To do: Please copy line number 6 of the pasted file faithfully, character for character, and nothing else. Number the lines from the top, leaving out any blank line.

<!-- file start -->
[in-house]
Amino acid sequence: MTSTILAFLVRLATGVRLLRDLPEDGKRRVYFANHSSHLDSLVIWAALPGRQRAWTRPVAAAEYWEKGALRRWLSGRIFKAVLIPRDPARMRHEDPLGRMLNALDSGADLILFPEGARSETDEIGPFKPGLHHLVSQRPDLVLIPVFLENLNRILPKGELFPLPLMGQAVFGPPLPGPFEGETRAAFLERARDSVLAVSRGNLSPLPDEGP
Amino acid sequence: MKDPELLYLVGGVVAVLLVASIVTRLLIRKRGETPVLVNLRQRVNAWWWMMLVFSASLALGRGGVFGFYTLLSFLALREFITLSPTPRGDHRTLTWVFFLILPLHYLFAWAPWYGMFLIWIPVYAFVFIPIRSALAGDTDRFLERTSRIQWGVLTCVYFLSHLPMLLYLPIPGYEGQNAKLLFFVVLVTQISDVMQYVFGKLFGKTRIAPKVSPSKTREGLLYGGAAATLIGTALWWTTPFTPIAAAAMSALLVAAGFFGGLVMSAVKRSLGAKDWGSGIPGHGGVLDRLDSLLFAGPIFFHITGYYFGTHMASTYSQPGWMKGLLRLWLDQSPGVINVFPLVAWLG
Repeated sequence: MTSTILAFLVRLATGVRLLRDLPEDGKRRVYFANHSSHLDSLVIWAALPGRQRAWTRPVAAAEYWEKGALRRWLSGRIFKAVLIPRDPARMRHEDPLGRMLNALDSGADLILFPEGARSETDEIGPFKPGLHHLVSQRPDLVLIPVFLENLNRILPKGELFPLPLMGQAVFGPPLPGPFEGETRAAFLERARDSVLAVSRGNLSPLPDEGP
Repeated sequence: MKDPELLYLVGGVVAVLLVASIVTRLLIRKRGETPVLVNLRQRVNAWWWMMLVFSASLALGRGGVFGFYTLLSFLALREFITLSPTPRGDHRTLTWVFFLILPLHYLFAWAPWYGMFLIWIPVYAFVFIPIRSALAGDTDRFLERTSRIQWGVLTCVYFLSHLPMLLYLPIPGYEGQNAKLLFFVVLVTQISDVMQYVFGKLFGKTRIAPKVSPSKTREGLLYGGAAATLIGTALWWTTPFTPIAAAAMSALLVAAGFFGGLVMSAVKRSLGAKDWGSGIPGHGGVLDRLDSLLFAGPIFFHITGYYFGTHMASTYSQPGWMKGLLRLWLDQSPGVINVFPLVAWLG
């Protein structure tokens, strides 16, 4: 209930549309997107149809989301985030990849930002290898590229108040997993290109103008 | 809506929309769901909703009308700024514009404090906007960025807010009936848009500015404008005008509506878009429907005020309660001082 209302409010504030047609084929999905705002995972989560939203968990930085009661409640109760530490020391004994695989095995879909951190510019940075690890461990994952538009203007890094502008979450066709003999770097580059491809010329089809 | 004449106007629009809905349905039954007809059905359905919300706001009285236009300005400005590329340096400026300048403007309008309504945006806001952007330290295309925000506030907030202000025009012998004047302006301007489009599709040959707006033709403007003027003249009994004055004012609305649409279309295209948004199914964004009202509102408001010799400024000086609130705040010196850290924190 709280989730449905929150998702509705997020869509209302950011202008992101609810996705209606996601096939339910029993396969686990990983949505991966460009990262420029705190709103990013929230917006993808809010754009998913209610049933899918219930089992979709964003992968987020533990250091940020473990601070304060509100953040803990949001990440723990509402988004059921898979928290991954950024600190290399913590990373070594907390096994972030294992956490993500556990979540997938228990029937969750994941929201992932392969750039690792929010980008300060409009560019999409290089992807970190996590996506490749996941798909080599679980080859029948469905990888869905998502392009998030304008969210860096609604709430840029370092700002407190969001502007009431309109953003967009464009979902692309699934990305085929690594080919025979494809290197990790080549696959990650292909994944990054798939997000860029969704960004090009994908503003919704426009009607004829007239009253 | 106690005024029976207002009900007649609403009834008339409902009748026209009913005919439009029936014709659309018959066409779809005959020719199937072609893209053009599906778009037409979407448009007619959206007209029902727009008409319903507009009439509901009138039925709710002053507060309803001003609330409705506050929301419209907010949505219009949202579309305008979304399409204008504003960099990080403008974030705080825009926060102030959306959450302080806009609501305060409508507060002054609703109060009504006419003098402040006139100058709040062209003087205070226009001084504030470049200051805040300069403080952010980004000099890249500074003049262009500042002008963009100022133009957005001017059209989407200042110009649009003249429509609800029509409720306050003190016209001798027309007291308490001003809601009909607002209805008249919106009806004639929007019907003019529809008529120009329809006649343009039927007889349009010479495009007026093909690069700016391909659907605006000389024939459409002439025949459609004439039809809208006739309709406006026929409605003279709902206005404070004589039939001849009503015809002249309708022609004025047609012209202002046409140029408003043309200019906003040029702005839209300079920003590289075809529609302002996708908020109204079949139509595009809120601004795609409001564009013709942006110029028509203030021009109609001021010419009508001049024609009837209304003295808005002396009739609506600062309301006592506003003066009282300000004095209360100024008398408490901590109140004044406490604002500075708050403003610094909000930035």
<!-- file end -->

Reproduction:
């Protein structure tokens, strides 16, 4: 209930549309997107149809989301985030990849930002290898590229108040997993290109103008 | 809506929309769901909703009308700024514009404090906007960025807010009936848009500015404008005008509506878009429907005020309660001082 209302409010504030047609084929999905705002995972989560939203968990930085009661409640109760530490020391004994695989095995879909951190510019940075690890461990994952538009203007890094502008979450066709003999770097580059491809010329089809 | 004449106007629009809905349905039954007809059905359905919300706001009285236009300005400005590329340096400026300048403007309008309504945006806001952007330290295309925000506030907030202000025009012998004047302006301007489009599709040959707006033709403007003027003249009994004055004012609305649409279309295209948004199914964004009202509102408001010799400024000086609130705040010196850290924190 709280989730449905929150998702509705997020869509209302950011202008992101609810996705209606996601096939339910029993396969686990990983949505991966460009990262420029705190709103990013929230917006993808809010754009998913209610049933899918219930089992979709964003992968987020533990250091940020473990601070304060509100953040803990949001990440723990509402988004059921898979928290991954950024600190290399913590990373070594907390096994972030294992956490993500556990979540997938228990029937969750994941929201992932392969750039690792929010980008300060409009560019999409290089992807970190996590996506490749996941798909080599679980080859029948469905990888869905998502392009998030304008969210860096609604709430840029370092700002407190969001502007009431309109953003967009464009979902692309699934990305085929690594080919025979494809290197990790080549696959990650292909994944990054798939997000860029969704960004090009994908503003919704426009009607004829007239009253 | 106690005024029976207002009900007649609403009834008339409902009748026209009913005919439009029936014709659309018959066409779809005959020719199937072609893209053009599906778009037409979407448009007619959206007209029902727009008409319903507009009439509901009138039925709710002053507060309803001003609330409705506050929301419209907010949505219009949202579309305008979304399409204008504003960099990080403008974030705080825009926060102030959306959450302080806009609501305060409508507060002054609703109060009504006419003098402040006139100058709040062209003087205070226009001084504030470049200051805040300069403080952010980004000099890249500074003049262009500042002008963009100022133009957005001017059209989407200042110009649009003249429509609800029509409720306050003190016209001798027309007291308490001003809601009909607002209805008249919106009806004639929007019907003019529809008529120009329809006649343009039927007889349009010479495009007026093909690069700016391909659907605006000389024939459409002439025949459609004439039809809208006739309709406006026929409605003279709902206005404070004589039939001849009503015809002249309708022609004025047609012209202002046409140029408003043309200019906003040029702005839209300079920003590289075809529609302002996708908020109204079949139509595009809120601004795609409001564009013709942006110029028509203030021009109609001021010419009508001049024609009837209304003295808005002396009739609506600062309301006592506003003066009282300000004095209360100024008398408490901590109140004044406490604002500075708050403003610094909000930035």